In a petition before the Delhi high court, it was submitted that for the construction of three of DMRC corridors —Janakpuri-RK Ashram, Maujpur-Majlis Park and Aerocity-Tughlakabad—the Metro had sought permission to cut 11,454 trees.
In a petition before the Delhi high court, it was submitted that for the construction of three of DMRC corridors —Janakpuri-RK Ashram, Maujpur-Majlis Park and Aerocity-Tughlakabad—the Metro had sought permission to cut 11,454 trees.

SC panel inspects Metro Phase 4 sites to see if trees can be saved

The petitioners had also sought a change in alignment of Metro Phase 4, from above ground to underground.
By HT Correspondent, New Delhi
UPDATED ON MAR 04, 2021 02:54 AM IST

The Supreme Court-constituted Central Empowered Committee (CEC) on Wednesday conducted the first round of inspections of the Delhi Metro Phase 4 construction, after a petition was filed before the Delhi high court to save over 11,000 trees that are proposed to be felled to make way for the new corridors.

In a petition before the Delhi high court, it was submitted that for the construction of three of DMRC corridors —Janakpuri-RK Ashram, Maujpur-Majlis Park and Aerocity-Tughlakabad—the Metro had sought permission to cut 11,454 trees. The petitioners had also sought a change in alignment of Metro Phase 4, from above ground to underground.

The members of CEC, chief project manager of Delhi Metro Rail Corporation (DMRC), representatives from the Delhi Pollution Control Committee (DPCC) and the petitioner of the case, urban ecologist Vallari Sheel, visited the under-construction site on the Janakpuri-RK Ashram corridor on Wednesday, to ascertain whether trees, which have been marked by the DMRC for felling, can be saved.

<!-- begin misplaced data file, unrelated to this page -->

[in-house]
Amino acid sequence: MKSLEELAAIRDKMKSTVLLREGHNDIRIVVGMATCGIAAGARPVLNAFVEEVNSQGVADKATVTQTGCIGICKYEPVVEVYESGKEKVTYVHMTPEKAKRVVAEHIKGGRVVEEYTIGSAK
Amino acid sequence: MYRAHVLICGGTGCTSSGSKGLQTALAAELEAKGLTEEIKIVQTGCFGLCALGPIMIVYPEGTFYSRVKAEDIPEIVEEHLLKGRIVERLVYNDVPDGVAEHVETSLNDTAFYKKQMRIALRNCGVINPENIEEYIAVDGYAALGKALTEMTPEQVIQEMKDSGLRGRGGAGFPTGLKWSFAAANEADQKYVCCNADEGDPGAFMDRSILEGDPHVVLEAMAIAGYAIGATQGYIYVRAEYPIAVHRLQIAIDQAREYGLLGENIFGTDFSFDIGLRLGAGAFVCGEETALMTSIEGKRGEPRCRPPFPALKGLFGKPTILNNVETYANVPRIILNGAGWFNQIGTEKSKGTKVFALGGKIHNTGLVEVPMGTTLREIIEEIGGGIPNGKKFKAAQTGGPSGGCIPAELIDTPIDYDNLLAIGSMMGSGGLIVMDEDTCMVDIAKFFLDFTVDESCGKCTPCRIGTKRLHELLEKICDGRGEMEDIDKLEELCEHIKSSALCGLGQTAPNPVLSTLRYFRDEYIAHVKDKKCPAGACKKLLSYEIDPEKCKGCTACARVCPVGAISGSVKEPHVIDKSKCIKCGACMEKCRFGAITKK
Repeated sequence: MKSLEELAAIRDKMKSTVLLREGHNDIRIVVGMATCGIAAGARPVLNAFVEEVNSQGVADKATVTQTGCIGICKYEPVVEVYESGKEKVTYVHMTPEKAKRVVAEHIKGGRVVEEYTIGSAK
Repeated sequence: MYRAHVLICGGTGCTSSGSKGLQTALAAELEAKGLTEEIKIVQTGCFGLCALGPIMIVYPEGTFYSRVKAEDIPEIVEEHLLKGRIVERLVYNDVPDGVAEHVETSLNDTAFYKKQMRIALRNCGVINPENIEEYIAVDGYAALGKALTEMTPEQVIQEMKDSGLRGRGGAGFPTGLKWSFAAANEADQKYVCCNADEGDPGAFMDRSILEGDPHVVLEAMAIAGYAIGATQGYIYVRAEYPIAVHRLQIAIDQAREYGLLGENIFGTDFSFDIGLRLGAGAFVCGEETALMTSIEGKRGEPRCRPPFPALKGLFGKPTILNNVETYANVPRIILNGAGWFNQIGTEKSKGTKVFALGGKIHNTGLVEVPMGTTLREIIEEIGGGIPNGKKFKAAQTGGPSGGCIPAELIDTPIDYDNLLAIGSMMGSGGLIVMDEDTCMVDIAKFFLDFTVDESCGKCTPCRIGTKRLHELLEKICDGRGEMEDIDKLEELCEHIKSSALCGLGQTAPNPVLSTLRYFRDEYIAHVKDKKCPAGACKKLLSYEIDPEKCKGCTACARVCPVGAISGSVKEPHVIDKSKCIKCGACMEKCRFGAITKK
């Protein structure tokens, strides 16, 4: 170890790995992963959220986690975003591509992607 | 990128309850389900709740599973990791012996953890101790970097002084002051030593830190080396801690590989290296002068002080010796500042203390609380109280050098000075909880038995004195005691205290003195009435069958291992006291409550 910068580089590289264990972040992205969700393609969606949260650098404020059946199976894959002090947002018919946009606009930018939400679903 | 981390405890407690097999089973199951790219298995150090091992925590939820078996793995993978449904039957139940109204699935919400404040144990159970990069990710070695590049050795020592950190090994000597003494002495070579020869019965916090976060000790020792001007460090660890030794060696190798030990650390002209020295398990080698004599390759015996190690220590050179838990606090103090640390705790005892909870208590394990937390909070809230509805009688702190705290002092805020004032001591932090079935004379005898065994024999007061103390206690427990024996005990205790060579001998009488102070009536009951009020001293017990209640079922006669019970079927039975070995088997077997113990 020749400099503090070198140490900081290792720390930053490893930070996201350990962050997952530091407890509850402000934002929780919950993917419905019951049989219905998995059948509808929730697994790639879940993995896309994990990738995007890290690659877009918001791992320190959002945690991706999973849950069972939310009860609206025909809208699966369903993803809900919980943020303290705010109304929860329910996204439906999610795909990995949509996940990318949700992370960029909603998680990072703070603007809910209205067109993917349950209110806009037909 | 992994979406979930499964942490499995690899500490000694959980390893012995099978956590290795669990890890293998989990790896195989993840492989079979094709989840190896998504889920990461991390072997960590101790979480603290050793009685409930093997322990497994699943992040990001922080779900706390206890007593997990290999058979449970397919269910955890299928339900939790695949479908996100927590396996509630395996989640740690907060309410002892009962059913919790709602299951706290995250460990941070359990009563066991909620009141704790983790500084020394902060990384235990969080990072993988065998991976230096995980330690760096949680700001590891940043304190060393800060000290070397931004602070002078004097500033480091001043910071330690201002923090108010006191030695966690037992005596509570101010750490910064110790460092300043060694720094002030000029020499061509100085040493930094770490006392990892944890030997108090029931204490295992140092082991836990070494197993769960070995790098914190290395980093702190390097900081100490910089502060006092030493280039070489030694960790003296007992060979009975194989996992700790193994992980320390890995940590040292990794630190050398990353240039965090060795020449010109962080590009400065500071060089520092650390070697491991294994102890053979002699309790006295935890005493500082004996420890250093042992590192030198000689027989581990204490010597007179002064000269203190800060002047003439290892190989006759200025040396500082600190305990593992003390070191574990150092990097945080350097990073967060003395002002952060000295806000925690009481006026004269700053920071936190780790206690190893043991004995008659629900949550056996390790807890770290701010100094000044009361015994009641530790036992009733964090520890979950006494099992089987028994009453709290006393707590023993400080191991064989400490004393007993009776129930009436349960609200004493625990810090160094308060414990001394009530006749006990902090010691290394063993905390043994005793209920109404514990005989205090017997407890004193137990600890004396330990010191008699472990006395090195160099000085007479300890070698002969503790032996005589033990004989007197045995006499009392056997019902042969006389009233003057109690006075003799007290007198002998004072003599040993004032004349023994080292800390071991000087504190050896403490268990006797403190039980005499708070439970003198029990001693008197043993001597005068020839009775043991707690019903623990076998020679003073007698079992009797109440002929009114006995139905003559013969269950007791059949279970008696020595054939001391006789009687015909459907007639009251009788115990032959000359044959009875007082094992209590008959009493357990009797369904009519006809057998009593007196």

“The team inspected stretches, including the Najafgarh drain, Mangolpuri, and section of the Outer Ring Road between Derawal Nagar near Mukarba Chowk and Pul Bangash. The inspection ended at RK Ashram, the other end of the proposed Metro corridor,” an official present during the inspection on Wednesday said, on condition of anonymity.

The official added, “The second round of inspections are scheduled for Friday, when the Aerocity-Tughlakabad corridor of the DMRC will be inspected.”

On February 11, the high court had asked the CEC to “consider as representation” the plea, which contended that felling over 11,000 trees for the Metro construction would have an adverse effect on the ambient air quality of the national capital, where pollution is already at critical levels.

In a notice issued on February 15, CEC member secretary had called the Delhi chief secretary, principal chief conservator forests (PCCF), public works department (PWD) engineer-in-chief, Delhi Pollution Control Committee (DPCC) member secretary, as well as representatives of the Union ministry of environment forests and climate change (MoEFCC) and ministry of housing and urban affairs, to hear the grievances of the petitioners.

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